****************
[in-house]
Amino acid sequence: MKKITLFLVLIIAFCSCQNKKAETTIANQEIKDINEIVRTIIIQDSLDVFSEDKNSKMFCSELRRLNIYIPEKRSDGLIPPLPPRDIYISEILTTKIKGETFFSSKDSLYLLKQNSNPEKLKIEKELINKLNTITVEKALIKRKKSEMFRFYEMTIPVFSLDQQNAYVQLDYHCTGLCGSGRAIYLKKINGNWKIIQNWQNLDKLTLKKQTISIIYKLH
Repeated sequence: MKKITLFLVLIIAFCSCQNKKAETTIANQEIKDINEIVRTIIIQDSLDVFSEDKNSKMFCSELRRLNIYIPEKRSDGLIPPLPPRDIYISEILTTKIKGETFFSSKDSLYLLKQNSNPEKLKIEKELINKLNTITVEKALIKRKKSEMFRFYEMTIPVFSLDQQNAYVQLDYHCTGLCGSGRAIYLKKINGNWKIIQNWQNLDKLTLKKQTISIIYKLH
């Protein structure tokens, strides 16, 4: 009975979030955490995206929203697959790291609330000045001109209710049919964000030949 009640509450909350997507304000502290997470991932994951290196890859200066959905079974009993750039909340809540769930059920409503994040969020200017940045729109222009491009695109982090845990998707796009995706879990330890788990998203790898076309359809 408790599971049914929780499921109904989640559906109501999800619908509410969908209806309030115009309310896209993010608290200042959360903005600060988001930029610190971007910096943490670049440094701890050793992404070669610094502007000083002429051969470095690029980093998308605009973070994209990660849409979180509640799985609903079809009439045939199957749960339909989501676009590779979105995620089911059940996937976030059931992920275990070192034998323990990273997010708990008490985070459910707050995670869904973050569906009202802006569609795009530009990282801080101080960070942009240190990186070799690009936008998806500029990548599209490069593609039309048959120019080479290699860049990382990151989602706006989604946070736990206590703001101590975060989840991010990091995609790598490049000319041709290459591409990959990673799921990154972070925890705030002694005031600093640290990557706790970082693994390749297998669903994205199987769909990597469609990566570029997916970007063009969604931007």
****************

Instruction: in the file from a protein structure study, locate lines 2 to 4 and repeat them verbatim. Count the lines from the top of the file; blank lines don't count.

Amino acid sequence: MKKITLFLVLIIAFCSCQNKKAETTIANQEIKDINEIVRTIIIQDSLDVFSEDKNSKMFCSELRRLNIYIPEKRSDGLIPPLPPRDIYISEILTTKIKGETFFSSKDSLYLLKQNSNPEKLKIEKELINKLNTITVEKALIKRKKSEMFRFYEMTIPVFSLDQQNAYVQLDYHCTGLCGSGRAIYLKKINGNWKIIQNWQNLDKLTLKKQTISIIYKLH
Repeated sequence: MKKITLFLVLIIAFCSCQNKKAETTIANQEIKDINEIVRTIIIQDSLDVFSEDKNSKMFCSELRRLNIYIPEKRSDGLIPPLPPRDIYISEILTTKIKGETFFSSKDSLYLLKQNSNPEKLKIEKELINKLNTITVEKALIKRKKSEMFRFYEMTIPVFSLDQQNAYVQLDYHCTGLCGSGRAIYLKKINGNWKIIQNWQNLDKLTLKKQTISIIYKLH
């Protein structure tokens, strides 16, 4: 009975979030955490995206929203697959790291609330000045001109209710049919964000030949 009640509450909350997507304000502290997470991932994951290196890859200066959905079974009993750039909340809540769930059920409503994040969020200017940045729109222009491009695109982090845990998707796009995706879990330890788990998203790898076309359809 408790599971049914929780499921109904989640559906109501999800619908509410969908209806309030115009309310896209993010608290200042959360903005600060988001930029610190971007910096943490670049440094701890050793992404070669610094502007000083002429051969470095690029980093998308605009973070994209990660849409979180509640799985609903079809009439045939199957749960339909989501676009590779979105995620089911059940996937976030059931992920275990070192034998323990990273997010708990008490985070459910707050995670869904973050569906009202802006569609795009530009990282801080101080960070942009240190990186070799690009936008998806500029990548599209490069593609039309048959120019080479290699860049990382990151989602706006989604946070736990206590703001101590975060989840991010990091995609790598490049000319041709290459591409990959990673799921990154972070925890705030002694005031600093640290990557706790970082693994390749297998669903994205199987769909990597469609990566570029997916970007063009969604931007």